But Zwolinski goes beyond making the case for this. He actually argues that we do have enforceable positive moral obligations to strangers, i.e., that we don’t have a right not to help them and that others have a right to force us to do so and, I suppose, punish us if we do not.

Zwolinski also seems to be arguing in favor of “enforceable collective duties,” including wealth redistribution by the state. It sure seems like he is heading in that direction toward the end of his post.

Moreover, part of Bryan’s argument actually counts against viewing those obligations as individual, private duties and in favor of viewing them as collective duties that should be coercively enforced. In other words, Bryan’s given us no reason here to oppose institutionalizing the duty to rescue in the form of a state-funded minimal social safety net.

I hope Zwolinski isn’t arguing in favor of this. Libertarians oppose wealth redistribution by the state.

Given his line of argument in his post, I wonder if he has any principled arguments against wealth redistribution by the state — assuming he is against it, that is. If he does have such arguments, I’d like to see them. It would help reassure many people that bleeding-heart libertarianism really is a form of libertarianism rather than welfare “liberalism” lite. Consider it a challenge.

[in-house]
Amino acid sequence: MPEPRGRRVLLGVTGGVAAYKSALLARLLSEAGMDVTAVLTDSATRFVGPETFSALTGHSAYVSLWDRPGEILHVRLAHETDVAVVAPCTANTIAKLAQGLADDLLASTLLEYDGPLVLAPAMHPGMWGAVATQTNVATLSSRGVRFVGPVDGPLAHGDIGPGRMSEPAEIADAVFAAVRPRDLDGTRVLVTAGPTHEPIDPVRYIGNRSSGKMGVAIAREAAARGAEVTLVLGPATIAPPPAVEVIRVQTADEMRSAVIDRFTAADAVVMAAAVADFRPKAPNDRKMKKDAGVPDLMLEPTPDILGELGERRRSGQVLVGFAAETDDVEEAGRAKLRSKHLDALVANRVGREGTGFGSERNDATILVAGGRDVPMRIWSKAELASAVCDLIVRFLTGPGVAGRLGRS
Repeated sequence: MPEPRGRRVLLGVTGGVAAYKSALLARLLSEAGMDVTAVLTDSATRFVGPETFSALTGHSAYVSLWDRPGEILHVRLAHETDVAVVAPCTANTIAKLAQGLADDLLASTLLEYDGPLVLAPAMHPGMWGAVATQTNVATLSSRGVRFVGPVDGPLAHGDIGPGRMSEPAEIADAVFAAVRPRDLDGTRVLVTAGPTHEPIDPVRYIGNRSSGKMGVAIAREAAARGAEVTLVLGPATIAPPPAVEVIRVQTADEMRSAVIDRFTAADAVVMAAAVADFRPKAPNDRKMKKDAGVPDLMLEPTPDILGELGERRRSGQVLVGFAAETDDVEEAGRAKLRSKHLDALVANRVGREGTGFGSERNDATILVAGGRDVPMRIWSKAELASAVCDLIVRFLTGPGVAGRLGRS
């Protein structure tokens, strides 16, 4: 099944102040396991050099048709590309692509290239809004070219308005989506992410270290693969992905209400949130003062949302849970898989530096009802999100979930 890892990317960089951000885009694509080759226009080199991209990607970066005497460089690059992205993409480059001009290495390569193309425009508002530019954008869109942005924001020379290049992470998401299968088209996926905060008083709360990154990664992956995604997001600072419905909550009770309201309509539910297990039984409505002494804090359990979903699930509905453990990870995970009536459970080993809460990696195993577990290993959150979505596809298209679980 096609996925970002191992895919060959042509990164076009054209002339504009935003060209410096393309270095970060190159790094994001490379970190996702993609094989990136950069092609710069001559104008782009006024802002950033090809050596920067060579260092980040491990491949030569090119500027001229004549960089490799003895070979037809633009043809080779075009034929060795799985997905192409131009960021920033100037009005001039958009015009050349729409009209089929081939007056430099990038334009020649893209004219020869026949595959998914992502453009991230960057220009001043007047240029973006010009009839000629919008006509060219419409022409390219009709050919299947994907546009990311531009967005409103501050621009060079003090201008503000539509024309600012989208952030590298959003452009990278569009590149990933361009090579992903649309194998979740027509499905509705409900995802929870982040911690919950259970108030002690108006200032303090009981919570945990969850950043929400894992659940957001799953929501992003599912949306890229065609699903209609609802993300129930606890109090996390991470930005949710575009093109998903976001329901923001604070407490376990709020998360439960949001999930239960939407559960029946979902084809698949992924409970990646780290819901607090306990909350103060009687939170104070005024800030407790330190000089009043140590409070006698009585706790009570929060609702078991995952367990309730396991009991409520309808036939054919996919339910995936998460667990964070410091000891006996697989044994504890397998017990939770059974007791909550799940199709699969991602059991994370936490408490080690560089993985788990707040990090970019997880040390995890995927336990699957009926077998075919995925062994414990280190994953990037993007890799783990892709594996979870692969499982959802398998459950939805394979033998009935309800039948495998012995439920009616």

I”m a virtue ethicist, not a consequentialist or a deontologist. I don’t see that there is any such thing as “collective duties,” much less enforceable ones. I can see a moral obligation to save a drowning child, depending on context — but not a duty, not a universal and absolute rule, much less a law to enforce it.

Moreover, the way Zwolinski frames the debate assumes a modern statist system of law and punishment. What is he going to do to people who break his “good samaritan” law?

Put them in prison? Many libertarians, such as myself, don’t approve of prison systems; they amount to enslavement systems.